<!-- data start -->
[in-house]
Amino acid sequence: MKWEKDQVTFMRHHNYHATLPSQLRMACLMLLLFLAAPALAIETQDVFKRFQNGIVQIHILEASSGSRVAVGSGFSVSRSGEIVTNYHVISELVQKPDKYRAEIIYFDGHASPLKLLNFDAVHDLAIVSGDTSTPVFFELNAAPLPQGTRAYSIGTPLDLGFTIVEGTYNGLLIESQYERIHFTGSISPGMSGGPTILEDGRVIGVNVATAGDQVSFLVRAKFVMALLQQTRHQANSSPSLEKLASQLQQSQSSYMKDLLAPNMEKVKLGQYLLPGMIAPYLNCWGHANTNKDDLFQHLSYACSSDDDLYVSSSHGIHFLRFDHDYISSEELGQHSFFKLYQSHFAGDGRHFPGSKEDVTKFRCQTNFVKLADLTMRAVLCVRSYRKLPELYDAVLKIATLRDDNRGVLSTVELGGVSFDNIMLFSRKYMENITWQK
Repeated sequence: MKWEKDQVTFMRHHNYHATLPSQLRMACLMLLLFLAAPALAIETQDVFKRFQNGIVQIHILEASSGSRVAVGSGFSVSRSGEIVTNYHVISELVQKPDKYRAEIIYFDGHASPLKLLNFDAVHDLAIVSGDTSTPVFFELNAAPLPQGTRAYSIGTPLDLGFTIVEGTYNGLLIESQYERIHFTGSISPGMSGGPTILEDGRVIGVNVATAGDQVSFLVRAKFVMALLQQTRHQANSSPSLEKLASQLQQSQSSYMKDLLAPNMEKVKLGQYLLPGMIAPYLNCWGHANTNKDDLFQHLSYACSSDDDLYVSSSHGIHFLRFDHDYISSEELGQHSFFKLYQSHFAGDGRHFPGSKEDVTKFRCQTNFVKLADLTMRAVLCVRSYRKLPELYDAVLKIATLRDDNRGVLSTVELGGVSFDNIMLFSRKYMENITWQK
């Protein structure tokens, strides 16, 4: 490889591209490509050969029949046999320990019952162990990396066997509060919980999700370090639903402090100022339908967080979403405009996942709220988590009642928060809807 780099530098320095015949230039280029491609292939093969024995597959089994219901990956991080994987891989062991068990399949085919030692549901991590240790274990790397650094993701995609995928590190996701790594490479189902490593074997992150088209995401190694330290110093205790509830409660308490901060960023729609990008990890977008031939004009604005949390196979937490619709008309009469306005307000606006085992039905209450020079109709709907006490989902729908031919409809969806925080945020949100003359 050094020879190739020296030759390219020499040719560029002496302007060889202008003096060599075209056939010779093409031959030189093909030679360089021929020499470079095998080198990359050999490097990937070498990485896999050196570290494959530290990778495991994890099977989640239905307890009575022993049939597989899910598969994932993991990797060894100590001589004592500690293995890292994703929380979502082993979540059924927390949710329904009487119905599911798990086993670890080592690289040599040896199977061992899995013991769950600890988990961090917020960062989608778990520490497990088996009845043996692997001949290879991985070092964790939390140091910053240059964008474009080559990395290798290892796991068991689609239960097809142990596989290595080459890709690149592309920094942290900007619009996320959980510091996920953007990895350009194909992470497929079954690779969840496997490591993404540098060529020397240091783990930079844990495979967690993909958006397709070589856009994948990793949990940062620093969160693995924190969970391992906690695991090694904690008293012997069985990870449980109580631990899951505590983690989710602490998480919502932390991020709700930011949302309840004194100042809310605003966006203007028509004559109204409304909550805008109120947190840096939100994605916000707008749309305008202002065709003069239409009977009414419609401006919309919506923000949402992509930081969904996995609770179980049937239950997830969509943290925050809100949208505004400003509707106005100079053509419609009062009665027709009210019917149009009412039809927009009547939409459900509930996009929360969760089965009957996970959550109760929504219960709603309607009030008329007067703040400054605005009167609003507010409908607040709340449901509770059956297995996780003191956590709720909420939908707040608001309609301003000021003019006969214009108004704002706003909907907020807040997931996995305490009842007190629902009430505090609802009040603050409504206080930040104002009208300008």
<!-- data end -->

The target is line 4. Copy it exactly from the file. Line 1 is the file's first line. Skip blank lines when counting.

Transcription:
């Protein structure tokens, strides 16, 4: 490889591209490509050969029949046999320990019952162990990396066997509060919980999700370090639903402090100022339908967080979403405009996942709220988590009642928060809807 780099530098320095015949230039280029491609292939093969024995597959089994219901990956991080994987891989062991068990399949085919030692549901991590240790274990790397650094993701995609995928590190996701790594490479189902490593074997992150088209995401190694330290110093205790509830409660308490901060960023729609990008990890977008031939004009604005949390196979937490619709008309009469306005307000606006085992039905209450020079109709709907006490989902729908031919409809969806925080945020949100003359 050094020879190739020296030759390219020499040719560029002496302007060889202008003096060599075209056939010779093409031959030189093909030679360089021929020499470079095998080198990359050999490097990937070498990485896999050196570290494959530290990778495991994890099977989640239905307890009575022993049939597989899910598969994932993991990797060894100590001589004592500690293995890292994703929380979502082993979540059924927390949710329904009487119905599911798990086993670890080592690289040599040896199977061992899995013991769950600890988990961090917020960062989608778990520490497990088996009845043996692997001949290879991985070092964790939390140091910053240059964008474009080559990395290798290892796991068991689609239960097809142990596989290595080459890709690149592309920094942290900007619009996320959980510091996920953007990895350009194909992470497929079954690779969840496997490591993404540098060529020397240091783990930079844990495979967690993909958006397709070589856009994948990793949990940062620093969160693995924190969970391992906690695991090694904690008293012997069985990870449980109580631990899951505590983690989710602490998480919502932390991020709700930011949302309840004194100042809310605003966006203007028509004559109204409304909550805008109120947190840096939100994605916000707008749309305008202002065709003069239409009977009414419609401006919309919506923000949402992509930081969904996995609770179980049937239950997830969509943290925050809100949208505004400003509707106005100079053509419609009062009665027709009210019917149009009412039809927009009547939409459900509930996009929360969760089965009957996970959550109760929504219960709603309607009030008329007067703040400054605005009167609003507010409908607040709340449901509770059956297995996780003191956590709720909420939908707040608001309609301003000021003019006969214009108004704002706003909907907020807040997931996995305490009842007190629902009430505090609802009040603050409504206080930040104002009208300008």